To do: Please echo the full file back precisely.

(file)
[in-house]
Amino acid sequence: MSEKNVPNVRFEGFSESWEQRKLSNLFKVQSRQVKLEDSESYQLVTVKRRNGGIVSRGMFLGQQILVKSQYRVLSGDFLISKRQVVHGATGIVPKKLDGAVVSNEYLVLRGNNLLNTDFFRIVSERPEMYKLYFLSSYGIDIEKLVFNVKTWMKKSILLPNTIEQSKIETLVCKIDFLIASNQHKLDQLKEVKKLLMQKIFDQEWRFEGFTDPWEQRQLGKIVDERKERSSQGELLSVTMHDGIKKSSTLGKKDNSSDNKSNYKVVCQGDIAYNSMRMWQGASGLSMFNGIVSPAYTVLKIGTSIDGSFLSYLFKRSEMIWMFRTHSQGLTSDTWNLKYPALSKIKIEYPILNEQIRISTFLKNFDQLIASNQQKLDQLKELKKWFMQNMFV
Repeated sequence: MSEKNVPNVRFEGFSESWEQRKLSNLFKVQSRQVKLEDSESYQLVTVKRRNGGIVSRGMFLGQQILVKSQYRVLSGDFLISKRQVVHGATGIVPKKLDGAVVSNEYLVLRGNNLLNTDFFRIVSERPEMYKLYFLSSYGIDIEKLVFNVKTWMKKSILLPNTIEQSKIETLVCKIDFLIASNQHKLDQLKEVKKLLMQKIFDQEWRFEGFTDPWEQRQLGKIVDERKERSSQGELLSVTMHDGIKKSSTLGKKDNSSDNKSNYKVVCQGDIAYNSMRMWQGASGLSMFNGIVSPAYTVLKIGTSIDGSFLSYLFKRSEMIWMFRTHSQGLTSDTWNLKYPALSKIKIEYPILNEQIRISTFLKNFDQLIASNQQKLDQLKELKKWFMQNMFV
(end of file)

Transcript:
[in-house]
Amino acid sequence: MSEKNVPNVRFEGFSESWEQRKLSNLFKVQSRQVKLEDSESYQLVTVKRRNGGIVSRGMFLGQQILVKSQYRVLSGDFLISKRQVVHGATGIVPKKLDGAVVSNEYLVLRGNNLLNTDFFRIVSERPEMYKLYFLSSYGIDIEKLVFNVKTWMKKSILLPNTIEQSKIETLVCKIDFLIASNQHKLDQLKEVKKLLMQKIFDQEWRFEGFTDPWEQRQLGKIVDERKERSSQGELLSVTMHDGIKKSSTLGKKDNSSDNKSNYKVVCQGDIAYNSMRMWQGASGLSMFNGIVSPAYTVLKIGTSIDGSFLSYLFKRSEMIWMFRTHSQGLTSDTWNLKYPALSKIKIEYPILNEQIRISTFLKNFDQLIASNQQKLDQLKELKKWFMQNMFV
Repeated sequence: MSEKNVPNVRFEGFSESWEQRKLSNLFKVQSRQVKLEDSESYQLVTVKRRNGGIVSRGMFLGQQILVKSQYRVLSGDFLISKRQVVHGATGIVPKKLDGAVVSNEYLVLRGNNLLNTDFFRIVSERPEMYKLYFLSSYGIDIEKLVFNVKTWMKKSILLPNTIEQSKIETLVCKIDFLIASNQHKLDQLKEVKKLLMQKIFDQEWRFEGFTDPWEQRQLGKIVDERKERSSQGELLSVTMHDGIKKSSTLGKKDNSSDNKSNYKVVCQGDIAYNSMRMWQGASGLSMFNGIVSPAYTVLKIGTSIDGSFLSYLFKRSEMIWMFRTHSQGLTSDTWNLKYPALSKIKIEYPILNEQIRISTFLKNFDQLIASNQQKLDQLKELKKWFMQNMFV